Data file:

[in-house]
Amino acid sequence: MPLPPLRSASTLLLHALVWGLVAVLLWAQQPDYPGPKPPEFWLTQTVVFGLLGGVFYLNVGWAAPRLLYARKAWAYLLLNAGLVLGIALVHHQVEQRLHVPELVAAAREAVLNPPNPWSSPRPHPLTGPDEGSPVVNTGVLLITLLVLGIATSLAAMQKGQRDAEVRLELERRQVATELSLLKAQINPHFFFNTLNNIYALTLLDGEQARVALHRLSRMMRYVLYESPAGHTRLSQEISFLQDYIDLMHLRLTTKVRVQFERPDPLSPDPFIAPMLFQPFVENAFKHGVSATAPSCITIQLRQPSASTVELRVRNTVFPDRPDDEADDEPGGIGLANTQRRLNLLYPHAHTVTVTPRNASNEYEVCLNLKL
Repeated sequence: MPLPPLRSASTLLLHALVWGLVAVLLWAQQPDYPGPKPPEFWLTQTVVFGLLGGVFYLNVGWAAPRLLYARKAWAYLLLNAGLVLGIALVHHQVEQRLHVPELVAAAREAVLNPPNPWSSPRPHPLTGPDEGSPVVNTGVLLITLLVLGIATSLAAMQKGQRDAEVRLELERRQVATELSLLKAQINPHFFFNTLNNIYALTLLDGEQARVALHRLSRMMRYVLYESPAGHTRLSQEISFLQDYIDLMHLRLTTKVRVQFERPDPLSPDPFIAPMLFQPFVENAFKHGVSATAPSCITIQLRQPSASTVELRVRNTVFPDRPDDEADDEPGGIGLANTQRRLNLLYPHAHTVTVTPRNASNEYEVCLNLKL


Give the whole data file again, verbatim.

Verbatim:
[in-house]
Amino acid sequence: MPLPPLRSASTLLLHALVWGLVAVLLWAQQPDYPGPKPPEFWLTQTVVFGLLGGVFYLNVGWAAPRLLYARKAWAYLLLNAGLVLGIALVHHQVEQRLHVPELVAAAREAVLNPPNPWSSPRPHPLTGPDEGSPVVNTGVLLITLLVLGIATSLAAMQKGQRDAEVRLELERRQVATELSLLKAQINPHFFFNTLNNIYALTLLDGEQARVALHRLSRMMRYVLYESPAGHTRLSQEISFLQDYIDLMHLRLTTKVRVQFERPDPLSPDPFIAPMLFQPFVENAFKHGVSATAPSCITIQLRQPSASTVELRVRNTVFPDRPDDEADDEPGGIGLANTQRRLNLLYPHAHTVTVTPRNASNEYEVCLNLKL
Repeated sequence: MPLPPLRSASTLLLHALVWGLVAVLLWAQQPDYPGPKPPEFWLTQTVVFGLLGGVFYLNVGWAAPRLLYARKAWAYLLLNAGLVLGIALVHHQVEQRLHVPELVAAAREAVLNPPNPWSSPRPHPLTGPDEGSPVVNTGVLLITLLVLGIATSLAAMQKGQRDAEVRLELERRQVATELSLLKAQINPHFFFNTLNNIYALTLLDGEQARVALHRLSRMMRYVLYESPAGHTRLSQEISFLQDYIDLMHLRLTTKVRVQFERPDPLSPDPFIAPMLFQPFVENAFKHGVSATAPSCITIQLRQPSASTVELRVRNTVFPDRPDDEADDEPGGIGLANTQRRLNLLYPHAHTVTVTPRNASNEYEVCLNLKL